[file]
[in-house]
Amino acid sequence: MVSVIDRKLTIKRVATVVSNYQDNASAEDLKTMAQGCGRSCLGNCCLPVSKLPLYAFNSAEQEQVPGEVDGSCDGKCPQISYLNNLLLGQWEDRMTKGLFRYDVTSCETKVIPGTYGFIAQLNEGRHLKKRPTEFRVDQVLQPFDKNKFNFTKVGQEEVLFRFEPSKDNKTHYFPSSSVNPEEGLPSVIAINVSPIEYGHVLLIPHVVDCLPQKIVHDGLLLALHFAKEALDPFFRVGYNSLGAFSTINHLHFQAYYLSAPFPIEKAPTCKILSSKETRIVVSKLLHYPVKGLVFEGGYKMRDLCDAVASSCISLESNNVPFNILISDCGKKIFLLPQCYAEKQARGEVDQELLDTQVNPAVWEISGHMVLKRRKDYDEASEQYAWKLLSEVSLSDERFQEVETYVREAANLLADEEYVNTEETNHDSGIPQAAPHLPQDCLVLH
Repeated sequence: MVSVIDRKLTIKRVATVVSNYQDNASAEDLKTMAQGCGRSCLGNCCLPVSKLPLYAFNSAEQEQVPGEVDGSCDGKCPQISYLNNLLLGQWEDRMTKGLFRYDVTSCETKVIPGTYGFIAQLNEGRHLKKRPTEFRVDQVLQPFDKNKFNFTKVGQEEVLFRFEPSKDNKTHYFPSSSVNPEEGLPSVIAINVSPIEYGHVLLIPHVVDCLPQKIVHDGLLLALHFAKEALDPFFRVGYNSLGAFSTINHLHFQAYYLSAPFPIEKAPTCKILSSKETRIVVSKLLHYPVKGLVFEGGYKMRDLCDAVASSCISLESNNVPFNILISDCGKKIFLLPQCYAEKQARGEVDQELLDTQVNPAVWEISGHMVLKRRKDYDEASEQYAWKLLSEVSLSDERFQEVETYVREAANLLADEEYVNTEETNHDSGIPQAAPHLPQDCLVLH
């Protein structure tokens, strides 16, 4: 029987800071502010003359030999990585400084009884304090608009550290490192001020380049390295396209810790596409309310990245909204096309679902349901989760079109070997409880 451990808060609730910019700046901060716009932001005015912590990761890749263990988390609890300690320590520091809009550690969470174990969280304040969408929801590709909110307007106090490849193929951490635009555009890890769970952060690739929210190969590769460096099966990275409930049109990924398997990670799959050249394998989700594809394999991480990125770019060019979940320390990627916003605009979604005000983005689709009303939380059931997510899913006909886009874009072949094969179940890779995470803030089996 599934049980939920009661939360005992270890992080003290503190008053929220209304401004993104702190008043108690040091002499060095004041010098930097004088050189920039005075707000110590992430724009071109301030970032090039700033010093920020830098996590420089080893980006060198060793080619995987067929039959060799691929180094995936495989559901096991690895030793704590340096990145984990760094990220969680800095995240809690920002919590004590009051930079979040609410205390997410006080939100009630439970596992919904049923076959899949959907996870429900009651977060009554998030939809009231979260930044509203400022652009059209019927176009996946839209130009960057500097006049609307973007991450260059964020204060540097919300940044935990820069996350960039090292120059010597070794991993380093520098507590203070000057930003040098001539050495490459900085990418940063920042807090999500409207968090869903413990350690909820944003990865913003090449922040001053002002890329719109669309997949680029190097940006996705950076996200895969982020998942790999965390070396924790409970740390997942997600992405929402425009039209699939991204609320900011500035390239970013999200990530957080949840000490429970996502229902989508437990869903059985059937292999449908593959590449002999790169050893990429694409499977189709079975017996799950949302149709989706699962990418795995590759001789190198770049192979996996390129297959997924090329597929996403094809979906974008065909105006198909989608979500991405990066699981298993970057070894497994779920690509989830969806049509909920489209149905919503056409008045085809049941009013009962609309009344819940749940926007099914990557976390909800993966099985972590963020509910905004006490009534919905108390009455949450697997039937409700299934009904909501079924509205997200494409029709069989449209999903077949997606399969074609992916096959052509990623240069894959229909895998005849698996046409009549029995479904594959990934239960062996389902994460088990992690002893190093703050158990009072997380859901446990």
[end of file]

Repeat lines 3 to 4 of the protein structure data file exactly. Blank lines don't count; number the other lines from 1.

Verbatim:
Repeated sequence: MVSVIDRKLTIKRVATVVSNYQDNASAEDLKTMAQGCGRSCLGNCCLPVSKLPLYAFNSAEQEQVPGEVDGSCDGKCPQISYLNNLLLGQWEDRMTKGLFRYDVTSCETKVIPGTYGFIAQLNEGRHLKKRPTEFRVDQVLQPFDKNKFNFTKVGQEEVLFRFEPSKDNKTHYFPSSSVNPEEGLPSVIAINVSPIEYGHVLLIPHVVDCLPQKIVHDGLLLALHFAKEALDPFFRVGYNSLGAFSTINHLHFQAYYLSAPFPIEKAPTCKILSSKETRIVVSKLLHYPVKGLVFEGGYKMRDLCDAVASSCISLESNNVPFNILISDCGKKIFLLPQCYAEKQARGEVDQELLDTQVNPAVWEISGHMVLKRRKDYDEASEQYAWKLLSEVSLSDERFQEVETYVREAANLLADEEYVNTEETNHDSGIPQAAPHLPQDCLVLH
């Protein structure tokens, strides 16, 4: 029987800071502010003359030999990585400084009884304090608009550290490192001020380049390295396209810790596409309310990245909204096309679902349901989760079109070997409880 451990808060609730910019700046901060716009932001005015912590990761890749263990988390609890300690320590520091809009550690969470174990969280304040969408929801590709909110307007106090490849193929951490635009555009890890769970952060690739929210190969590769460096099966990275409930049109990924398997990670799959050249394998989700594809394999991480990125770019060019979940320390990627916003605009979604005000983005689709009303939380059931997510899913006909886009874009072949094969179940890779995470803030089996 599934049980939920009661939360005992270890992080003290503190008053929220209304401004993104702190008043108690040091002499060095004041010098930097004088050189920039005075707000110590992430724009071109301030970032090039700033010093920020830098996590420089080893980006060198060793080619995987067929039959060799691929180094995936495989559901096991690895030793704590340096990145984990760094990220969680800095995240809690920002919590004590009051930079979040609410205390997410006080939100009630439970596992919904049923076959899949959907996870429900009651977060009554998030939809009231979260930044509203400022652009059209019927176009996946839209130009960057500097006049609307973007991450260059964020204060540097919300940044935990820069996350960039090292120059010597070794991993380093520098507590203070000057930003040098001539050495490459900085990418940063920042807090999500409207968090869903413990350690909820944003990865913003090449922040001053002002890329719109669309997949680029190097940006996705950076996200895969982020998942790999965390070396924790409970740390997942997600992405929402425009039209699939991204609320900011500035390239970013999200990530957080949840000490429970996502229902989508437990869903059985059937292999449908593959590449002999790169050893990429694409499977189709079975017996799950949302149709989706699962990418795995590759001789190198770049192979996996390129297959997924090329597929996403094809979906974008065909105006198909989608979500991405990066699981298993970057070894497994779920690509989830969806049509909920489209149905919503056409008045085809049941009013009962609309009344819940749940926007099914990557976390909800993966099985972590963020509910905004006490009534919905108390009455949450697997039937409700299934009904909501079924509205997200494409029709069989449209999903077949997606399969074609992916096959052509990623240069894959229909895998005849698996046409009549029995479904594959990934239960062996389902994460088990992690002893190093703050158990009072997380859901446990």